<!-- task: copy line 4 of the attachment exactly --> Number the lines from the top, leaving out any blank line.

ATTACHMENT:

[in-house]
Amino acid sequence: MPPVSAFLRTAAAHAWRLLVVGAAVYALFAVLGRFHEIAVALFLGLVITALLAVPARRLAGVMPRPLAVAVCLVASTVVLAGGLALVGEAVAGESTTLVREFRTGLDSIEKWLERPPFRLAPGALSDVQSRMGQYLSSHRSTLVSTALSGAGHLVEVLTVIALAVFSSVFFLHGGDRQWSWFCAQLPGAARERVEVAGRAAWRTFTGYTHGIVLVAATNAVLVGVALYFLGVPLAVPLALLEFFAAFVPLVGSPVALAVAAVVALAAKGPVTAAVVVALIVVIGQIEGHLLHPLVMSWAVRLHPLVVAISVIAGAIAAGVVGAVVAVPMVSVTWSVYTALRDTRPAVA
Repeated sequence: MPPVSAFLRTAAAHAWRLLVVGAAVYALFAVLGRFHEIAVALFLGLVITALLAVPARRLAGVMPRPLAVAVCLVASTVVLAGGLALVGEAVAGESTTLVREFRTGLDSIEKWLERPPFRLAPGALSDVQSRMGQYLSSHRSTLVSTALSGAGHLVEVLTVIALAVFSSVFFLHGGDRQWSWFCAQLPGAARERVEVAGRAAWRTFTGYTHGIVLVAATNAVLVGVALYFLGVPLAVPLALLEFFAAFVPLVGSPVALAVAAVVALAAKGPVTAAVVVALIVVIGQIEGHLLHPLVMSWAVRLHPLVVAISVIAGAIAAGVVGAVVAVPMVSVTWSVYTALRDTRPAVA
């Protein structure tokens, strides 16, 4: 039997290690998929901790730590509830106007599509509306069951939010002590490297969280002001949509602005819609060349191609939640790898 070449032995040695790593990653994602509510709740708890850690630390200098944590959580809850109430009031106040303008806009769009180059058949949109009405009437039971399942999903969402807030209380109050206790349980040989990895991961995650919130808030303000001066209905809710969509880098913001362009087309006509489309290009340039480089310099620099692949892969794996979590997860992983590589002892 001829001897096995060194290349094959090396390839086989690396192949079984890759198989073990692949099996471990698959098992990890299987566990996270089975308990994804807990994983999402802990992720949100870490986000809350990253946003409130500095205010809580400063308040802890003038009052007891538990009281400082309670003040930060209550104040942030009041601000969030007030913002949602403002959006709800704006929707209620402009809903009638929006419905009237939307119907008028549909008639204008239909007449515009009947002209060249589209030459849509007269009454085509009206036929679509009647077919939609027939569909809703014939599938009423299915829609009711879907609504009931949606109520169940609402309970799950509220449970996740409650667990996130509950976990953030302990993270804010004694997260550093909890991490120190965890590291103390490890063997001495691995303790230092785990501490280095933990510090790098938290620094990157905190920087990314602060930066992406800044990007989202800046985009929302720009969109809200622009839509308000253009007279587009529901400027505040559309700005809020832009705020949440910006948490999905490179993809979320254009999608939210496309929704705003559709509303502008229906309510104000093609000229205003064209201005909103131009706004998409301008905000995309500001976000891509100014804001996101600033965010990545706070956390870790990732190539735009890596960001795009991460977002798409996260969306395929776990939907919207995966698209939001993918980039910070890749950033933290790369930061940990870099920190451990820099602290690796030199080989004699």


């Protein structure tokens, strides 16, 4: 039997290690998929901790730590509830106007599509509306069951939010002590490297969280002001949509602005819609060349191609939640790898 070449032995040695790593990653994602509510709740708890850690630390200098944590959580809850109430009031106040303008806009769009180059058949949109009405009437039971399942999903969402807030209380109050206790349980040989990895991961995650919130808030303000001066209905809710969509880098913001362009087309006509489309290009340039480089310099620099692949892969794996979590997860992983590589002892 001829001897096995060194290349094959090396390839086989690396192949079984890759198989073990692949099996471990698959098992990890299987566990996270089975308990994804807990994983999402802990992720949100870490986000809350990253946003409130500095205010809580400063308040802890003038009052007891538990009281400082309670003040930060209550104040942030009041601000969030007030913002949602403002959006709800704006929707209620402009809903009638929006419905009237939307119907008028549909008639204008239909007449515009009947002209060249589209030459849509007269009454085509009206036929679509009647077919939609027939569909809703014939599938009423299915829609009711879907609504009931949606109520169940609402309970799950509220449970996740409650667990996130509950976990953030302990993270804010004694997260550093909890991490120190965890590291103390490890063997001495691995303790230092785990501490280095933990510090790098938290620094990157905190920087990314602060930066992406800044990007989202800046985009929302720009969109809200622009839509308000253009007279587009529901400027505040559309700005809020832009705020949440910006948490999905490179993809979320254009999608939210496309929704705003559709509303502008229906309510104000093609000229205003064209201005909103131009706004998409301008905000995309500001976000891509100014804001996101600033965010990545706070956390870790990732190539735009890596960001795009991460977002798409996260969306395929776990939907919207995966698209939001993918980039910070890749950033933290790369930061940990870099920190451990820099602290690796030199080989004699």